Michael Parenti's The Assassination Of Julius Caesar

Words: 924
Pages: 4

The assassination of Julius Caesar is an event widely known, in part due to the play by William Shakespeare. Unlike in the play, Caesar did not say the famous words, “Et tu, Brute?” Historians say that it is likely he said nothing at all. He also had many more conspirators for his death than the eight that were in Shakespeare’s play. Like the character in the play, the real Julius Caesar was a political leader in the Roman Republic, which predates the Roman empire. Caesar had arrived for a Senate meeting with his peers and fellow Senate members. Unbeknownst to Caesar, there was an assassination plot underway from those he had worked with, resulting in being stabbed twenty-three times and bleeding to death in the Senate meeting (Julius Caesar’s …show more content…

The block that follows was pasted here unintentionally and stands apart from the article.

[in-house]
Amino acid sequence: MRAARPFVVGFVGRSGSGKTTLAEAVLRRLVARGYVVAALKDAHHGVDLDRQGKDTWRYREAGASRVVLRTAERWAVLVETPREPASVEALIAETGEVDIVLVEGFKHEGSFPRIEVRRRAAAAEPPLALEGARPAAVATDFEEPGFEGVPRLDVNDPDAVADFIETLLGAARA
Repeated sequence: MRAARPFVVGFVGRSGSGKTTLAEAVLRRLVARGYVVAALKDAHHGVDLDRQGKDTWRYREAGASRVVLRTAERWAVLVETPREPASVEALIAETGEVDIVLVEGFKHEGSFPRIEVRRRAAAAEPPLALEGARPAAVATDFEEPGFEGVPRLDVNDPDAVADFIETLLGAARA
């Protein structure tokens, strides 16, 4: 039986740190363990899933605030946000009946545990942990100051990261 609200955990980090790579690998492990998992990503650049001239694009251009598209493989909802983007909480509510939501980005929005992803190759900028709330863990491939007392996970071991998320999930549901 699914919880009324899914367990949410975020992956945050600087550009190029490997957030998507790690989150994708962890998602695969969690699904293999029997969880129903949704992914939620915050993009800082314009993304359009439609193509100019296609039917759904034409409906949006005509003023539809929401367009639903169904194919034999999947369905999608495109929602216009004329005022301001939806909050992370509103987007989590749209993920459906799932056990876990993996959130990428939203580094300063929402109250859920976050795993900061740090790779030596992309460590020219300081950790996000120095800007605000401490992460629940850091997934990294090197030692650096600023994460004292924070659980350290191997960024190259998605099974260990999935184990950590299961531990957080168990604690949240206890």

"The prevailing opinion among historians, ancient and modern alike, is that the senatorial assassins were intent upon restoring republican liberties by doing away with a despotic usurper," Michael Parenti, a historian who has written a book on Caesar, said in an article. In that same article, he also said, "This is the justification proffered by the assassins themselves." When looking at history, it's easy to take things as they are said to have happened literally. However, an important thing to remember is that it happened to real people with human motivations. Emotion as a motive is just as prevalent today as it was in Caesar's time. Parenti argues that one motive for his assassination is not out selflessness for their fellow countrymen, but more out of false altruism. Caesar's rule threatened the Senate's power.
Caesar was also known to Romans as a power-hungry politician who was always looking to expand his sphere of influence. After becoming dictator, one of his reforms to fix the Republic was expanding the Senate. Some of the new members of the Senate included former enemies they had defeated in the past. This proved to be an unpopular choice for members of the already existing Senate, becoming another reason for Julius Caesar’s assassination. “Caesar's inclusion of former Roman enemies in the government helped spell his downfall and assassination by Longinus and